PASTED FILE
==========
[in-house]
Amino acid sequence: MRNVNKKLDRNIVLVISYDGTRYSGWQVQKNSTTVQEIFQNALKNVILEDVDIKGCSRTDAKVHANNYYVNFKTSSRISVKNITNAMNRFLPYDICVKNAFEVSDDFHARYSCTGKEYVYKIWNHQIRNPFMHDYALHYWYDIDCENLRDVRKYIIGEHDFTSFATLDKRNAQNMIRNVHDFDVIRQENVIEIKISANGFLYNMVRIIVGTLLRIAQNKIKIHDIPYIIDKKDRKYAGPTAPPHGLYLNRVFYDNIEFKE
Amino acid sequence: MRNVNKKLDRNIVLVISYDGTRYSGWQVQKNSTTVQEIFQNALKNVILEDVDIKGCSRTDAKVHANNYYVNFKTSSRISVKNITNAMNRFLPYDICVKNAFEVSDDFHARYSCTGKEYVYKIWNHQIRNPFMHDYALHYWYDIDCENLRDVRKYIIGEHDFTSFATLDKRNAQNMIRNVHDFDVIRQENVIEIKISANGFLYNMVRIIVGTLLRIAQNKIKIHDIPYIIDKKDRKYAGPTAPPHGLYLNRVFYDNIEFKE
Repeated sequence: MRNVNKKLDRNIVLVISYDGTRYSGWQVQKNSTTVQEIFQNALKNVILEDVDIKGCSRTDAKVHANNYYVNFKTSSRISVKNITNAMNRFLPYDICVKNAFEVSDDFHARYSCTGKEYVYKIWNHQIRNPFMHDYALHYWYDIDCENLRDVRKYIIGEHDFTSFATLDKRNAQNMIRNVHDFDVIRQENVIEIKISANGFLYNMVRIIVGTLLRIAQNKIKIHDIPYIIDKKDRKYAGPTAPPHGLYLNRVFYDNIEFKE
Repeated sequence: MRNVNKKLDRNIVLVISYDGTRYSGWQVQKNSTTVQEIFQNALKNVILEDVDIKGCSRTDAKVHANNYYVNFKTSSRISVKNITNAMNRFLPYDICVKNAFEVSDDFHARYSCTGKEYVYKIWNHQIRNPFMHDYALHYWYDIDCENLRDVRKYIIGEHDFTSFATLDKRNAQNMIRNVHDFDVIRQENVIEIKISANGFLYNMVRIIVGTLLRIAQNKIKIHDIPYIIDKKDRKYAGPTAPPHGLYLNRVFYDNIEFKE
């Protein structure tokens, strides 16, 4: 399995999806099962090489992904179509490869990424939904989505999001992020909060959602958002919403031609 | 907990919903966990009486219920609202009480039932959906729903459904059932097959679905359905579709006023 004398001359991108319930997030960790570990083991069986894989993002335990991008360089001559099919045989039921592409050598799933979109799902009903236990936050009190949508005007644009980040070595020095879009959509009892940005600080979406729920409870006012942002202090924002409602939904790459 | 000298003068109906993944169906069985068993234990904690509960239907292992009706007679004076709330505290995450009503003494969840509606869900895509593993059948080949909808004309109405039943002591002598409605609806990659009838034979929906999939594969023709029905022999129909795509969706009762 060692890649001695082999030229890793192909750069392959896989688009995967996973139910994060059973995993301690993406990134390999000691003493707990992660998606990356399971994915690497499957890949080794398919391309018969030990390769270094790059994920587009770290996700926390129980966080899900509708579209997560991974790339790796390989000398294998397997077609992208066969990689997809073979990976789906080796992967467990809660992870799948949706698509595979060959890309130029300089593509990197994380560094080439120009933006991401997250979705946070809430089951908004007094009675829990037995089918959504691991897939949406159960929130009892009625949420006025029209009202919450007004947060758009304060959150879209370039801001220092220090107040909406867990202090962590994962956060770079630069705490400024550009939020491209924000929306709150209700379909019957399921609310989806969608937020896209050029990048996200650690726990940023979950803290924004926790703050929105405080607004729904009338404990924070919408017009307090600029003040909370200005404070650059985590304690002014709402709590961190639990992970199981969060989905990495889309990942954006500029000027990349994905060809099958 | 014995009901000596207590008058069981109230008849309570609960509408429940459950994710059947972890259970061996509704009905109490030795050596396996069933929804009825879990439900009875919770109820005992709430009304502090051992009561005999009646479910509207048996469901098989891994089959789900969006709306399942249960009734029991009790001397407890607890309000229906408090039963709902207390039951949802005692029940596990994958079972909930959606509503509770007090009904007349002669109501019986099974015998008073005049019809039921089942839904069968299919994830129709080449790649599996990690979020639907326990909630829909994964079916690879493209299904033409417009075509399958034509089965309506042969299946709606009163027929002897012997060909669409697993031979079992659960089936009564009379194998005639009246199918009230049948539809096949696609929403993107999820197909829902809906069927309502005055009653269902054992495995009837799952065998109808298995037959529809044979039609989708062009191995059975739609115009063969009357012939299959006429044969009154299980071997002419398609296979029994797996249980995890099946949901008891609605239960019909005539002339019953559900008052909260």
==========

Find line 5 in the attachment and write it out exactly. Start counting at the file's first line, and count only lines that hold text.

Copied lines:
Repeated sequence: MRNVNKKLDRNIVLVISYDGTRYSGWQVQKNSTTVQEIFQNALKNVILEDVDIKGCSRTDAKVHANNYYVNFKTSSRISVKNITNAMNRFLPYDICVKNAFEVSDDFHARYSCTGKEYVYKIWNHQIRNPFMHDYALHYWYDIDCENLRDVRKYIIGEHDFTSFATLDKRNAQNMIRNVHDFDVIRQENVIEIKISANGFLYNMVRIIVGTLLRIAQNKIKIHDIPYIIDKKDRKYAGPTAPPHGLYLNRVFYDNIEFKE